Additional Money Earning
The Girl Scout Cookie and Fall Product Programs should be girls’ primary way to earn money for programs and activities. However, if the budget goal for a specific activity has not been met, girls may participate in additional money-earning projects.
Money-Earning vs. Adult Fundraising
What is the difference?
“Money-earning” refers to activities following a budget that are planned and carried out by girls in partnership with adults to earn money for the troop/group treasury. Money-earning activities have program value for girls with “earning” being the operative word. The girls provide products (i.e. gift cards, groceries, and other supplies) or services (i.e. car wash, baby- sitting, dog walking, etc.) in exchange for payment.
Adult fundraising refers to a relationship between a Girl Scout volunteer and a donor - one in which the donor lends sup- port to the troop/group in the form of money or products/services to benefit the troop/group’s budgeted activity and may receive a tax deduction, as allowable by law. Fundraising is the responsibility of the adult members of the council. Girls are not allowed to solicit funds.
So what does that mean?
Basically, the main difference is who will be planning and organizing the fundraising event. If it is adults organizing the event and asking for funds, then it is considered an adult fundraising event. If it is the girls who are planning and organizing the event and performing the service to earn the money, then it is considered a money-earning activity.
Basic Money Earning Guidelines
Approval is not required for money-earning projects that will earn less than $100.
A Troop Money-Earning Project Approval Form must be submitted 30 days prior to the project.
Girls must be involved in planning and implementing the project.
Money-earning projects are for troops only. Service units are welcome to help support and assist in the planning, but all proceeds must go back to individual troops.
Girl Scout Daisies cannot participate in money-earning activities (except the Cookie and Fall Product Program Activity).
Money-earning projects cannot take place during the Fall Product order taking or Cookie Program Activity.
Troops cannot take orders for, sell, or endorse a commercial product or business of any kind (this includes Mary Kay, Tupperware, Candle Lite, Culvers and coupon programs). However, they can sell wholesale, non-branded or homemade items.
Raffles, silent auctions, games of chance and direct solicitation of cash are not approved activities.
Troops may not ask large corporations or chains for donations; however, they may ask local businesses to donate in-kind materials (for example supplies or food for an activity).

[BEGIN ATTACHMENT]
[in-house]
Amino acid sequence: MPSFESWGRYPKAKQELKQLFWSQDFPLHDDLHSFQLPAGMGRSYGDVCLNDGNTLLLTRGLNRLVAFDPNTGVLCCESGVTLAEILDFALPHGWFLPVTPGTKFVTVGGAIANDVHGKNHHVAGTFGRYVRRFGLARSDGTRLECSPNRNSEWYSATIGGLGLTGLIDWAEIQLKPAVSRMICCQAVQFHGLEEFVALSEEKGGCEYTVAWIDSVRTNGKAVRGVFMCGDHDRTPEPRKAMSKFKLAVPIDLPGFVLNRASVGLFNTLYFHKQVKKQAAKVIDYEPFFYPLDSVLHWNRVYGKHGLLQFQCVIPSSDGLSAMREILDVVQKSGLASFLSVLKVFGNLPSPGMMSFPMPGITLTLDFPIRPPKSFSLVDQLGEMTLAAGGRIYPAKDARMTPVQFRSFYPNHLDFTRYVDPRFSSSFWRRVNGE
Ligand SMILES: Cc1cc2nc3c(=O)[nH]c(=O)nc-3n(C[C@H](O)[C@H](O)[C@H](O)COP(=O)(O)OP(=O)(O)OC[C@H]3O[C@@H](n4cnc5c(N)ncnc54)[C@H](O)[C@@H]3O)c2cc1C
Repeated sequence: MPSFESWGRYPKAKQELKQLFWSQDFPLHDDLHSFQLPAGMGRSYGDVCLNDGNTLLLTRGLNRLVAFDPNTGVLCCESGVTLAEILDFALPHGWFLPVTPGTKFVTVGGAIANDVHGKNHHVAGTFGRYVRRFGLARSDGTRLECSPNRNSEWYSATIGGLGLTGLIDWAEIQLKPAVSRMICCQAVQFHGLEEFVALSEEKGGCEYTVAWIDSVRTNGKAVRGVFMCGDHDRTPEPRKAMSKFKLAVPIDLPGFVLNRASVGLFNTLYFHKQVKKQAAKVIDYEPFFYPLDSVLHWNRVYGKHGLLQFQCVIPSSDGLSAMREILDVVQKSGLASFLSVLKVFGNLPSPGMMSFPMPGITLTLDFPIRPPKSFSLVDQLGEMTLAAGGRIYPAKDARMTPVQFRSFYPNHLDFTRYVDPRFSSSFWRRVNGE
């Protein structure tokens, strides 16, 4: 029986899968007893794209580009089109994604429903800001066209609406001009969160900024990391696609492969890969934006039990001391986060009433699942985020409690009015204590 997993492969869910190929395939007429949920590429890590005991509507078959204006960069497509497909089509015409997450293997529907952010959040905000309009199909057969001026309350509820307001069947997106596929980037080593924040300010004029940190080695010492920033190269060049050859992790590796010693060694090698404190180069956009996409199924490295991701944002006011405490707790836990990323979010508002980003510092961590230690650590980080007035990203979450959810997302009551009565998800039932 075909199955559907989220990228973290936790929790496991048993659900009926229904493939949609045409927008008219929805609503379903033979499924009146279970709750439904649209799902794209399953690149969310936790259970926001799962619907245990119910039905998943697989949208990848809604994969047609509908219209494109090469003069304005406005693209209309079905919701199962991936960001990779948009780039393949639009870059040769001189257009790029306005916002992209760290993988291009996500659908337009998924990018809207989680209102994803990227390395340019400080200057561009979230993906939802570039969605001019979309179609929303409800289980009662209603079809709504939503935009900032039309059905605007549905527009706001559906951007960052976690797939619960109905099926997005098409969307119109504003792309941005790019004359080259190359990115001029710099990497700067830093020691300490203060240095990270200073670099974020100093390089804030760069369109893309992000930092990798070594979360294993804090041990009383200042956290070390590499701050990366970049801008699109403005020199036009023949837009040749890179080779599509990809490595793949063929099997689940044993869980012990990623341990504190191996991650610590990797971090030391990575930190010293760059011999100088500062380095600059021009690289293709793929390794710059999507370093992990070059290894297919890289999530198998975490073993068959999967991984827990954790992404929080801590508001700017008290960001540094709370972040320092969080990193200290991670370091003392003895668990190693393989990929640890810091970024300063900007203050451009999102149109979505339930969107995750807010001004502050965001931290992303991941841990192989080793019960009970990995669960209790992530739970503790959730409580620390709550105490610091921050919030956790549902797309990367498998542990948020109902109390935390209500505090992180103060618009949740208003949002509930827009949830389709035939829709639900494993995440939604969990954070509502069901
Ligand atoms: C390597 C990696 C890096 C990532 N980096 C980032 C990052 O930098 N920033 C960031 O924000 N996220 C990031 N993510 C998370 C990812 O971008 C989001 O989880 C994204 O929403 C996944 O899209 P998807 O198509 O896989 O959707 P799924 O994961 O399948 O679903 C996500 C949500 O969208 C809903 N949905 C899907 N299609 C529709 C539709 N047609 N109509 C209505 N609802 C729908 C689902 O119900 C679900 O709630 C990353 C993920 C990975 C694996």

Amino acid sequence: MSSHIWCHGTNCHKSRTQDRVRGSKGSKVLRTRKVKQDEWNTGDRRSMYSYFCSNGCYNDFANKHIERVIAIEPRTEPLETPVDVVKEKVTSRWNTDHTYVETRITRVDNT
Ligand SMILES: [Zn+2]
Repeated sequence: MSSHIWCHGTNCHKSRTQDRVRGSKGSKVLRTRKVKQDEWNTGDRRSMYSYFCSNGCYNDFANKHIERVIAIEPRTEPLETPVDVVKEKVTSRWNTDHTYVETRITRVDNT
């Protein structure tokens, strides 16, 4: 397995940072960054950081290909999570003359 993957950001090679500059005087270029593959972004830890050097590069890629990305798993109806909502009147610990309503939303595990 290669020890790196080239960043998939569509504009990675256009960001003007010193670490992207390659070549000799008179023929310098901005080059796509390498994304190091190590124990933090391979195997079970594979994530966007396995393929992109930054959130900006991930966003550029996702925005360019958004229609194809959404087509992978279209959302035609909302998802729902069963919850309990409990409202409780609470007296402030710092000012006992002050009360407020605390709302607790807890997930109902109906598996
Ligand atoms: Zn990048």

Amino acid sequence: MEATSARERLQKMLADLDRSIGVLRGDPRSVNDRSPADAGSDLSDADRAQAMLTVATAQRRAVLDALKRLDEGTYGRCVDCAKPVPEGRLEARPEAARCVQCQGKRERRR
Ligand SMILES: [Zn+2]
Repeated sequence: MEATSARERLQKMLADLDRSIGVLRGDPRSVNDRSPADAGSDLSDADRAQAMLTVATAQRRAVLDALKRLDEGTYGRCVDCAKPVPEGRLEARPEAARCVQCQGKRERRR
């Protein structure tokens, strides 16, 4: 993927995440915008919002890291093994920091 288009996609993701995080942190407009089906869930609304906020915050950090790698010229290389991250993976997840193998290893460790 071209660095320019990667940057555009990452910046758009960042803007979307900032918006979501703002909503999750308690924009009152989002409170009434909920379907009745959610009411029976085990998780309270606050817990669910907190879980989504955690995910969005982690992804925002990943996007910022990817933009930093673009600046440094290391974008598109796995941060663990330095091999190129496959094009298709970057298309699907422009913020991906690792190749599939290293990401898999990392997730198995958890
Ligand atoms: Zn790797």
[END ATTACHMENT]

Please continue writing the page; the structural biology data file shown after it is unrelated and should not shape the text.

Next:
Troops cannot raise money for another organization or charity. However, girls may choose to donate a portion of the proceeds they earn to a charity of their choice.
Troops cannot use paid advertising or the Internet to promote their project. They are encouraged to use signs, fliers and word of mouth.
Troop money-earning projects, except the Cookie Program Activity, must not be conducted on a door-to-door basis.
Projects involving food require troops to follow state food safety guidelines and possibly purchase a food license.
Girls must receive 100 percent of the proceeds from any money-earning activity, including concession stands and community dinners.
Girls doing babysitting projects must sign a council contract to follow guidelines surrounding child safety.
Funds raised by members of a troop belong to the troop as a whole and cannot be refunded or redeemed by an individual member.
More Information in Managing Group Finances
Before implementing any money-earning project, please refer to Volunteer Essentials: Managing Group Finances for complete guidelines. And be sure to check out Volunteer Essentials: Safety-Wise when planning any money-earning activity.
Money-Earning Project Ideas
Childcare at special events (with an adult who is First Aid and CPR certified)
Recyclable drive (i.e., cans, paper or ink cartridges)
Themed car wash
Craft sale (jewelry, art work, scarves, cards, bookmarks, candles or other homemade goods)
Sell handmade bird feeder or bird house
Wreath, flower, plant or tree sale (items must be wholesale/non-branded)
Sock hop or dance in the community (i.e., for the general public)
Raking lawns/shoveling sidewalks
Dog walking service
Bagging groceries or gift wrapping for donations (cannot replace a paid employee’s regular position)
Refereeing sporting events
Offer clown activities or face painting at community or school events
Organize a fall or international festival (accept donations or charge a small fee)
Community dinner or breakfast
Facilitate badge/patch workshops
Troops may earn money or services through sponsorship. A sponsorship is a mutually beneficial partnership between Girl Scout troops and businesses, schools, communities of faith, and other organizations.
Use the Troop Sponsorship Agreement Form to document agreements between the council and businesses/organizations for the sponsorship of a troop.